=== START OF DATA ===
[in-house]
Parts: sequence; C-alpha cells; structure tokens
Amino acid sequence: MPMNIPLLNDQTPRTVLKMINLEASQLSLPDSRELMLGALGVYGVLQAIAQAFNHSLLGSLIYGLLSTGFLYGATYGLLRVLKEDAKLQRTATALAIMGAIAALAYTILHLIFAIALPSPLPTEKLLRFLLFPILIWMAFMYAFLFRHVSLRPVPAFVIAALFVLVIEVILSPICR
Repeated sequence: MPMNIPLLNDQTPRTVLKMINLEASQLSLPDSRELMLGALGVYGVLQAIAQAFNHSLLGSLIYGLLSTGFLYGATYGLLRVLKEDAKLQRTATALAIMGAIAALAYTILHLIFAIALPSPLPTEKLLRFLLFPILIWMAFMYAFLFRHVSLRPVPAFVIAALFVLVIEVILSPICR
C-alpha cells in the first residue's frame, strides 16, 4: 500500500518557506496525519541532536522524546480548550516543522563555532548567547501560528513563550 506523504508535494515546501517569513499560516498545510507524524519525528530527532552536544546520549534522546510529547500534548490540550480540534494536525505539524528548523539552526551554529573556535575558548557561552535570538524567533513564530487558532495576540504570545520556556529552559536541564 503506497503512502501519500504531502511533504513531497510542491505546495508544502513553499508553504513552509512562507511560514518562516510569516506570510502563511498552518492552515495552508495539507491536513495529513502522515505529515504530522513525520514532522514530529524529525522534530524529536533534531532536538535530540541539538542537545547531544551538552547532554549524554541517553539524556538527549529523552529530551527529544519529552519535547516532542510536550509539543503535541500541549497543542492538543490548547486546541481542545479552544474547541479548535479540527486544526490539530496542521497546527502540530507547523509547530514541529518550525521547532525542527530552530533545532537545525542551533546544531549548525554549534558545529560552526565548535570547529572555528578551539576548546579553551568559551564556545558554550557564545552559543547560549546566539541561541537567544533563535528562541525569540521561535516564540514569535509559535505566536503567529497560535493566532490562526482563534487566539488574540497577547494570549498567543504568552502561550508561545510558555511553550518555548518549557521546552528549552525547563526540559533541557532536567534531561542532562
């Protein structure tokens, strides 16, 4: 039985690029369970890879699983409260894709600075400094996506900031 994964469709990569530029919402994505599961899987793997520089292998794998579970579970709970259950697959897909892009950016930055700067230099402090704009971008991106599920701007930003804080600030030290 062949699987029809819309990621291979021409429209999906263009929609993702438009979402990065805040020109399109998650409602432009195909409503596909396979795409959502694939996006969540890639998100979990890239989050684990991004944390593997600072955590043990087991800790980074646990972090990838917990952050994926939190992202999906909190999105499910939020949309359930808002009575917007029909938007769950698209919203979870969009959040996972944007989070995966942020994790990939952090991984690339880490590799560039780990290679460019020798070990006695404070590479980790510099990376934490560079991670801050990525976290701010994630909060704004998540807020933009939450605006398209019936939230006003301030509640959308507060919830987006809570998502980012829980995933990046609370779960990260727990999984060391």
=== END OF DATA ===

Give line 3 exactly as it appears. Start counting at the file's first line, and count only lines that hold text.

Amino acid sequence: MPMNIPLLNDQTPRTVLKMINLEASQLSLPDSRELMLGALGVYGVLQAIAQAFNHSLLGSLIYGLLSTGFLYGATYGLLRVLKEDAKLQRTATALAIMGAIAALAYTILHLIFAIALPSPLPTEKLLRFLLFPILIWMAFMYAFLFRHVSLRPVPAFVIAALFVLVIEVILSPICR